And how did Raff miss such a great opportunity to touch our hearts? Because Ethiopian Judaism has to be as fascinating as its Christianity and Islam. It’s a country with Christian monasteries in thatched huts, with Lalibela’s churches carved out of volcanic rock, with Harar’s beautiful casbah mosques. Surely, there have got to be cultural aspects you can highlight to bring this minority into focus. How do you ignore the chance to show why Israelis should feel a special connection to this completely unique branch of their own faith? Nope, all we get is a rushed packing of a menorah. That’s it.

And there is no context, none whatsoever, provided over Ethiopia itself. The opening narration speaks of “the government” in a civil war. Well, that government was the Marxist Derg, a genocidal regime with a body count that rivaled the Khmer Rouge. For crying out loud, there is a whole museum dedicated to its horrors in Addis Ababa, complete with clear plastic boxes of skulls and bones! But again, Raff gives us no clue as to why the Jews are in specific jeopardy. Chris Evans later uses the word “Derg” so casually and quickly that any viewer who doesn’t know the historical background won’t have a clue as to what he’s referring to. It’s only a semi-exotic word.

This is also a movie that is supposed to take place partly in Sudan where the only major portrayals of Sudanese are: 1) a corrupt official; 2) a sadistic and homicidal army colonel; and 3) a terrified, veiled hotel servant.

There is only one — one — Ethiopian character we’re given to identify with, and we learn next to nothing about him. He’s played by Michael K. Williams, who viewers might recognize from The Wire and Boardwalk Empire. He does a reasonably okay job with what he’s got to work with, but…

Are you going to tell me, that even with Raff shooting his film in South Africa and Namibia, he couldn’t find Ethiopian actors who could have filled in the minor roles and as extras?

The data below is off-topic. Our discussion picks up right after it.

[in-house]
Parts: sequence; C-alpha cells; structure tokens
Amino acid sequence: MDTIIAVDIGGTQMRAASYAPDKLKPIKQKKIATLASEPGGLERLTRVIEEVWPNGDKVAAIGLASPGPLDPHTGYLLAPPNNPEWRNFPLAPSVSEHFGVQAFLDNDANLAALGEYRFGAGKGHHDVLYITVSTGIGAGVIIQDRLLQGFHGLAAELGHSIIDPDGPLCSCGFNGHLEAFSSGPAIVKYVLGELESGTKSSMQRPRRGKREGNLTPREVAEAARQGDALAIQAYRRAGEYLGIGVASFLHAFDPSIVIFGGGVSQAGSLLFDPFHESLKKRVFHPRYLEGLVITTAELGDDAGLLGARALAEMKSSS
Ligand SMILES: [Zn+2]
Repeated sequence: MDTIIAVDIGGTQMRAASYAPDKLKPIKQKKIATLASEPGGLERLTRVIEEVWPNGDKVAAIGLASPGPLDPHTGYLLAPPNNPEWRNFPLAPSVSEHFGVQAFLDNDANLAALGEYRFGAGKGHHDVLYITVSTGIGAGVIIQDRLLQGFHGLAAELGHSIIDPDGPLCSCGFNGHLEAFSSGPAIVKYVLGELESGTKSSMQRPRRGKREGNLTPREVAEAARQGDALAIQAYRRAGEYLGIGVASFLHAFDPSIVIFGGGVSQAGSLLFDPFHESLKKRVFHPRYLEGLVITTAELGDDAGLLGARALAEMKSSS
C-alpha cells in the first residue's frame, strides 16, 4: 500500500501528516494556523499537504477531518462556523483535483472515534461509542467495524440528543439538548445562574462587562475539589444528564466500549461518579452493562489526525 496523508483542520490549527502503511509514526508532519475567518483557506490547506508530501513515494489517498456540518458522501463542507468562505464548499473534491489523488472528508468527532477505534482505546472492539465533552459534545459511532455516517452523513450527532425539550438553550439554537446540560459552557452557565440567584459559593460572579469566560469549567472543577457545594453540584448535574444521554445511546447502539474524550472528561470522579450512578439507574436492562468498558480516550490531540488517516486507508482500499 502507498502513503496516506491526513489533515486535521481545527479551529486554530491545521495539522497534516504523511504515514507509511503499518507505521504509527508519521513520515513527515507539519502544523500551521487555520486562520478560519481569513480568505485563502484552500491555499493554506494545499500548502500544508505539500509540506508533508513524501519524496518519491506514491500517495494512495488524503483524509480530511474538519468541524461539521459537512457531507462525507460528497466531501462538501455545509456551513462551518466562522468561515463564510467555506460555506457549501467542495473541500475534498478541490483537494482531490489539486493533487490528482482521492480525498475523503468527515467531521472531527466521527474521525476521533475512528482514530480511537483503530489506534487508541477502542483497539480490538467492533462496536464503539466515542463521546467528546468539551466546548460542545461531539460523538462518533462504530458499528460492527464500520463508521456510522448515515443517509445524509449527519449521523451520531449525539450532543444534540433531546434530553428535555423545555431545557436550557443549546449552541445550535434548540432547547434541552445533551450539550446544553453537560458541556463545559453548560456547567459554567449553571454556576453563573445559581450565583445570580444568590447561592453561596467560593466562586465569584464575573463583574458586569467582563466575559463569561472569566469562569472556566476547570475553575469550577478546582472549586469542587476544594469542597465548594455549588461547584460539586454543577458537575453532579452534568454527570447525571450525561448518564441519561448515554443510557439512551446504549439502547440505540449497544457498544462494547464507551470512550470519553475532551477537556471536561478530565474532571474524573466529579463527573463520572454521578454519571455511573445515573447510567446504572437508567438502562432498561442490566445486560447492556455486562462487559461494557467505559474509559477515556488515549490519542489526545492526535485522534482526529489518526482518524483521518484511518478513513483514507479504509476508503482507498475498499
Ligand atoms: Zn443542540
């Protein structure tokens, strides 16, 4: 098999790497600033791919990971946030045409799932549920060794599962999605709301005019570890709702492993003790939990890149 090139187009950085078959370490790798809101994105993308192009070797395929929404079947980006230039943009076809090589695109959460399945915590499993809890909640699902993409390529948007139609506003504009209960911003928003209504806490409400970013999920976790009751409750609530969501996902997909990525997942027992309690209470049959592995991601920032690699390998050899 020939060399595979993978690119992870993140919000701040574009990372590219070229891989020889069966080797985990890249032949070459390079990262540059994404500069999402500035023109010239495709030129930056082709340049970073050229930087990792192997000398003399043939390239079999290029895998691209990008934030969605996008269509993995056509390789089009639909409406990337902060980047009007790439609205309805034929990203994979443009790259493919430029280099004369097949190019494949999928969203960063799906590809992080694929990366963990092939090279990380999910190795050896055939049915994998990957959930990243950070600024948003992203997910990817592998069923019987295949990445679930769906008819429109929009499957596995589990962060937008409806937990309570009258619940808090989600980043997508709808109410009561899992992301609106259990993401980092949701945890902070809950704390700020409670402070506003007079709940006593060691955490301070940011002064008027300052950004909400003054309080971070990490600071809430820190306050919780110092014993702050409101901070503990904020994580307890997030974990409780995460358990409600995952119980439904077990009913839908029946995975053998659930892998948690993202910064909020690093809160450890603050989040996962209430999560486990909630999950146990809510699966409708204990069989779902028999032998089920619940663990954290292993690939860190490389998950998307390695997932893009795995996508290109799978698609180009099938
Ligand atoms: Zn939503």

I am lucky enough to know someone who worked on the post-production of the film, and my source informed me that not only did the producers not bother to cast any genuine Ethiopians to play the refugees, it only occurred to them at the last minute that they should include Amharic and get fluent speakers to loop dialogue in post…!

What makes Red Sea such an egregious misstep is that we’re now in a time when black stars, black writers and black producers are speaking out over the lack of representation in films. They’re impatient, and justifiably so, with white savior tropes and not getting their own narratives on the big screen. So why, if African Americans won’t settle for that kind of bullshit in Hidden Figures or Harriet, does Hollywood thinks it’s still okay to inject them into a film about Africa?

Plus, Netflix, with a certain degree of fanfare, announced it’s now going after the African market. If so, it should do better than an outing like The Red Sea Diving Resort.

We think we can help with that. We have a film with African heroes, with an African story in which Africans ultimately win. Instead of just pouring scorn on a lousy movie, I thought, Okay, smartass, put your creative chops where your mouth is. Jump to Part Two to see what I’m talking about.

Written by

Writer person. Books - Prevail, The Karma Booth, Gangs in Canada; in June 2021, Winged Bull, a bio of Henry Layard, the Victorian era’s Indiana Jones.